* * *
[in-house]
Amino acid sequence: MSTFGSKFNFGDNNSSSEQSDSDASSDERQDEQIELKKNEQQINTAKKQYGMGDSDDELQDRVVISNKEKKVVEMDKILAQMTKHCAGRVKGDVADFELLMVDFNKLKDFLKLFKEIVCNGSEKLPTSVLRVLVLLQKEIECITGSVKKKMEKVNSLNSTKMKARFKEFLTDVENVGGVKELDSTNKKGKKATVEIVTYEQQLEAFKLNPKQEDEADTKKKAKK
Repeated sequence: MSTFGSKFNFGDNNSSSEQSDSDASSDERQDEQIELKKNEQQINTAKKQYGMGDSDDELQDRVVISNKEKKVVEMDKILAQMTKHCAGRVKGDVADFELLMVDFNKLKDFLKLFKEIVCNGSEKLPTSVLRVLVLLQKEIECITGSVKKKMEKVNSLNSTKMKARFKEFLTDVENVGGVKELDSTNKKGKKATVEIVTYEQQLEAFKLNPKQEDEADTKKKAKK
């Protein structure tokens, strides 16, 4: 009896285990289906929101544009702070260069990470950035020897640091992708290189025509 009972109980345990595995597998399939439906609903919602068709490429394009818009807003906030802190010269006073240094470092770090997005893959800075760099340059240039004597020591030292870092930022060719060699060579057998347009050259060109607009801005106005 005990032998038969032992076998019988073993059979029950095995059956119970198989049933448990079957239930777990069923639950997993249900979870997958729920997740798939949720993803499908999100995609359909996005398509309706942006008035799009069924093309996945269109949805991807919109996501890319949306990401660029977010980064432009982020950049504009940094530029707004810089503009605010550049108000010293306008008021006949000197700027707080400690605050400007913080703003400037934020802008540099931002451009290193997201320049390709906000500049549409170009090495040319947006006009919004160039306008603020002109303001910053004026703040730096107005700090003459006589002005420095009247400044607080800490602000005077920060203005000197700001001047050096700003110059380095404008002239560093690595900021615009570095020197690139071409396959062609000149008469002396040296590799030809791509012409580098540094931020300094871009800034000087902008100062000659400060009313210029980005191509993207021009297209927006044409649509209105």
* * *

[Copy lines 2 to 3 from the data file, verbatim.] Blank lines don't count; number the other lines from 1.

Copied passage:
Amino acid sequence: MSTFGSKFNFGDNNSSSEQSDSDASSDERQDEQIELKKNEQQINTAKKQYGMGDSDDELQDRVVISNKEKKVVEMDKILAQMTKHCAGRVKGDVADFELLMVDFNKLKDFLKLFKEIVCNGSEKLPTSVLRVLVLLQKEIECITGSVKKKMEKVNSLNSTKMKARFKEFLTDVENVGGVKELDSTNKKGKKATVEIVTYEQQLEAFKLNPKQEDEADTKKKAKK
Repeated sequence: MSTFGSKFNFGDNNSSSEQSDSDASSDERQDEQIELKKNEQQINTAKKQYGMGDSDDELQDRVVISNKEKKVVEMDKILAQMTKHCAGRVKGDVADFELLMVDFNKLKDFLKLFKEIVCNGSEKLPTSVLRVLVLLQKEIECITGSVKKKMEKVNSLNSTKMKARFKEFLTDVENVGGVKELDSTNKKGKKATVEIVTYEQQLEAFKLNPKQEDEADTKKKAKK